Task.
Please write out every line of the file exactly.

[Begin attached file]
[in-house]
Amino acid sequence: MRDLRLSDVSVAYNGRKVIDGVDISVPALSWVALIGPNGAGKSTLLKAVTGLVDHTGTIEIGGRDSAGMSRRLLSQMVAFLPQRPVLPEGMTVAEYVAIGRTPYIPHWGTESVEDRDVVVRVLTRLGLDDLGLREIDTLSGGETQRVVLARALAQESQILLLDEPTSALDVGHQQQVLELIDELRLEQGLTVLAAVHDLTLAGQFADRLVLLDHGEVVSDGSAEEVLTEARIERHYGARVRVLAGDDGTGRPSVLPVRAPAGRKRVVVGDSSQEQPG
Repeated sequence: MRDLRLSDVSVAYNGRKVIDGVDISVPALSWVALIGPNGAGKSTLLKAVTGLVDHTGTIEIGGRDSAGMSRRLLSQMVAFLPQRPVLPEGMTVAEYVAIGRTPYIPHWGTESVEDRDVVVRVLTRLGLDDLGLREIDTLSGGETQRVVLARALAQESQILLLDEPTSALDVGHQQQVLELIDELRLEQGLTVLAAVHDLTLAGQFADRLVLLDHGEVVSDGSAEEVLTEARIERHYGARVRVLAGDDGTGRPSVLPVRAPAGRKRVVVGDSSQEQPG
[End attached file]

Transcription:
[in-house]
Amino acid sequence: MRDLRLSDVSVAYNGRKVIDGVDISVPALSWVALIGPNGAGKSTLLKAVTGLVDHTGTIEIGGRDSAGMSRRLLSQMVAFLPQRPVLPEGMTVAEYVAIGRTPYIPHWGTESVEDRDVVVRVLTRLGLDDLGLREIDTLSGGETQRVVLARALAQESQILLLDEPTSALDVGHQQQVLELIDELRLEQGLTVLAAVHDLTLAGQFADRLVLLDHGEVVSDGSAEEVLTEARIERHYGARVRVLAGDDGTGRPSVLPVRAPAGRKRVVVGDSSQEQPG
Repeated sequence: MRDLRLSDVSVAYNGRKVIDGVDISVPALSWVALIGPNGAGKSTLLKAVTGLVDHTGTIEIGGRDSAGMSRRLLSQMVAFLPQRPVLPEGMTVAEYVAIGRTPYIPHWGTESVEDRDVVVRVLTRLGLDDLGLREIDTLSGGETQRVVLARALAQESQILLLDEPTSALDVGHQQQVLELIDELRLEQGLTVLAAVHDLTLAGQFADRLVLLDHGEVVSDGSAEEVLTEARIERHYGARVRVLAGDDGTGRPSVLPVRAPAGRKRVVVGDSSQEQPG